Greg Hicks brings a sinuous, androgynously playful quality to the opening moments of “Bacchai,” the Euripides tragedy here marking a tremendous return to form for its director, Peter Hall. But compare the lithe, faintly camp figure who first advances across designer Alison Chitty’s spartan (as opposed to Spartan) stage with the fierce and self-exalted god that is Hicks’ Dionysus by evening’s end. The mockery remains, but shorn of levity, an insinuating terror in its place. “I am part of you. I am in your mind,” he announces, at which point one can feel the corresponding chill that comes when a centuries-old play reaches across time, leaving even the least God-fearing theatergoer in its lasting grip.
Hall’s distinguished track record with the Greeks dates back to Aeschylus’ “Oresteia,” a legendary National trilogy from 1981 that anticipated the same director’s even more epic Greek-themed “Tantalus” cycle of plays a season or two ago. “Bacchai” furthers Hall’s interest in a neglected repertoire (“Medea” is about the only such drama staged with any regularity) while honoring resources the National can uniquely provide. Nine weeks’ rehearsal is unusual in any context but turns out to be crucial to a staging that synthesizes Harrison Birtwistle’s robust original score with Marie-Gabrielle Rotie’s precisely calibrated movements and Hall’s audacious use of masks. And yet, what might have seemed simply an energized museum piece speaks to us in Colin Teevan’s new translation with a mournful, controlled fury, as if everyone involved knew the pull toward savagery described by “Bacchai” remains no less primal now.
A Dubliner whose lone previous National credit was last year’s ludicrous “The Walls,” Teevan seems to have had 9/11 in mind as he set about tackling Euripides. And why not, since the numerous antagonisms posed by the text include that between the ancient Greek and Asiatic worlds or, put more crudely, West and East. “We fear no more the justice of the West,” says a Chorus in thrall to Dionysus, the god of ecstasy and abandonment (and, yes, theater!) who operates according to his own laws. “For Dionysus shall prevail,” says this self-glorifying ruler of unreason, “though the how and when, only time will tell.” His modus operandi: to leave entire worlds in a limbo that our anxious, uncertain age understands all too well.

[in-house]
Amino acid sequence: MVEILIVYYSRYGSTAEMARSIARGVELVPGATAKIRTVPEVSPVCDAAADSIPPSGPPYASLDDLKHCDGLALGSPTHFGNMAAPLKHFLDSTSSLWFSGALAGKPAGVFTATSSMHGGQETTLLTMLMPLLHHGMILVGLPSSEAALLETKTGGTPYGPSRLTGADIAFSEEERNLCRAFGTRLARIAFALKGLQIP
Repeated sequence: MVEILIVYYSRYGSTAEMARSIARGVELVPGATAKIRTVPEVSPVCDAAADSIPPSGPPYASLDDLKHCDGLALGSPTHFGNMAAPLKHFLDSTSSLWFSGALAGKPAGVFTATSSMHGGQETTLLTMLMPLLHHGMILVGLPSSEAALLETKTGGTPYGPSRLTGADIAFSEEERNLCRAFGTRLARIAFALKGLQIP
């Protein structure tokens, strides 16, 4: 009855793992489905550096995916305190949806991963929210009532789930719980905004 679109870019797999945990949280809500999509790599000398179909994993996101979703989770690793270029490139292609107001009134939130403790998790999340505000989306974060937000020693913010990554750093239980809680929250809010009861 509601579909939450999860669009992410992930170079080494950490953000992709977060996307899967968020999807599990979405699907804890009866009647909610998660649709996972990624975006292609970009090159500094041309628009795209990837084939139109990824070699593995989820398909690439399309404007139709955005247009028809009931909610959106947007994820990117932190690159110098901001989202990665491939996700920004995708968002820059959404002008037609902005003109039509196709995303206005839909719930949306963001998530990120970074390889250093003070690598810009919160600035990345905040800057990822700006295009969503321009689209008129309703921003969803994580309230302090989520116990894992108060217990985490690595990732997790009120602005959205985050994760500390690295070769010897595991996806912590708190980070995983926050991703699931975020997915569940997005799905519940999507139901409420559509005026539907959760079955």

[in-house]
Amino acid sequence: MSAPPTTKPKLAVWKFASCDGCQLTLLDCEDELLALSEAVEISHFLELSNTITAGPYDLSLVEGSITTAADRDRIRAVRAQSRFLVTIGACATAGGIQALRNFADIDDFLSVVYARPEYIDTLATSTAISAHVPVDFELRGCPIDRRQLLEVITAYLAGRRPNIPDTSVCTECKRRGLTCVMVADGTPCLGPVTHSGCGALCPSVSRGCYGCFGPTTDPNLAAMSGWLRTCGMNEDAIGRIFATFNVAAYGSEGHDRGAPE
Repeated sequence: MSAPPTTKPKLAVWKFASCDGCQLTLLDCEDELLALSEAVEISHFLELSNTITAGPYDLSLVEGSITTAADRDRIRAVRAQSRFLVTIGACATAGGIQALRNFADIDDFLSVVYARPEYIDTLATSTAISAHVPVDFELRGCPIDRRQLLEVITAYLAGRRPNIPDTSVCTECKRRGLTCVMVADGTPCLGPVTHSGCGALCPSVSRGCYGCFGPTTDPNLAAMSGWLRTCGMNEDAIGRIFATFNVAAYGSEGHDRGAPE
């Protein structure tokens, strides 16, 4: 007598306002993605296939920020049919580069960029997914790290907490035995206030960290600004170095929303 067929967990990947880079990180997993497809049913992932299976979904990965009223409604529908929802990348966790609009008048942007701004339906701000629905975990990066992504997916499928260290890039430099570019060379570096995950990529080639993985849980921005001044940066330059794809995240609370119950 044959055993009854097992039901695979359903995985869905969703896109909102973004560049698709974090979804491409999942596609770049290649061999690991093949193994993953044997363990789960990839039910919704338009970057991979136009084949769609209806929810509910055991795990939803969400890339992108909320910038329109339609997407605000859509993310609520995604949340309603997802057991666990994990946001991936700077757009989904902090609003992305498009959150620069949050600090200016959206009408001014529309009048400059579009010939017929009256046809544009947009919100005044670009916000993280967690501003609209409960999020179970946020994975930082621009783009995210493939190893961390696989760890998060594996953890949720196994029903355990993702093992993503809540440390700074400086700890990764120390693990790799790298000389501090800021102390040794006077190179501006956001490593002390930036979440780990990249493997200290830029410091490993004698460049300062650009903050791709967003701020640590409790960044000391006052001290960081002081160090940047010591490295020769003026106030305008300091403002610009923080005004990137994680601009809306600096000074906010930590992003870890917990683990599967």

Hall acknowledges the play’s dual aspect as bitter lamentation on the one hand, black comedy on the other, the latter quality amplified by Hicks’ slyly unnerving smile. For all the funkiness of his line deliveries, the actor displays a notable sang-froid, shifting among roles and physical demands that at one point find Dionysus taking up a cruel and final perch well above the Olivier stage. (Between Hicks and Richard O’Brien’s ascending Childcatcher in “Chitty Chitty Bang Bang,” vertigo clearly is no deterrent in the physically rigorous London theater of today.)
The drama’s defining parts here apportioned among just three actors, Hicks plays not only Dionysus, son of Zeus, but the ivy-wreathed Teiresias, whose admonitions find their own visual equivalent in the lashing shadows of Peter Mumford’s lighting. No less adroit is David Ryall, an avuncular, apologetic goatherd and also the doomed and questioning Cadmus (the former Theban king) of the play’s close. His grandson Pentheus, current king and Dionysus’ victim, is played by William Houston, who also appears as Agave, Pentheus’ mother. That doubling comes into its own during a climax made no less horrific by the fact that — true to Greek form — it occurs offstage.
It’s the production’s apparent formality that may deter spectators wanting the all-stops-out emotional wallow that Hall’s approach in any case precludes. That’s where this director’s insistence on masks is immediately justified, serving to control feelings that could well slide into chaos in accordance with the actions of the play (dismemberment and cannibalism included). If you thought a covered face was by definition inexpressive, “Bacchai” bruisingly suggests the opposite, and not just because the performers’ darting tongues come to resemble the snakes so central to the text. It’s as if the masks’ huge eyes, at once imploring and impassive, represented a dare to an audience forced to face the unthinkable, as we — with an accelerating frequency — are forced to do every day.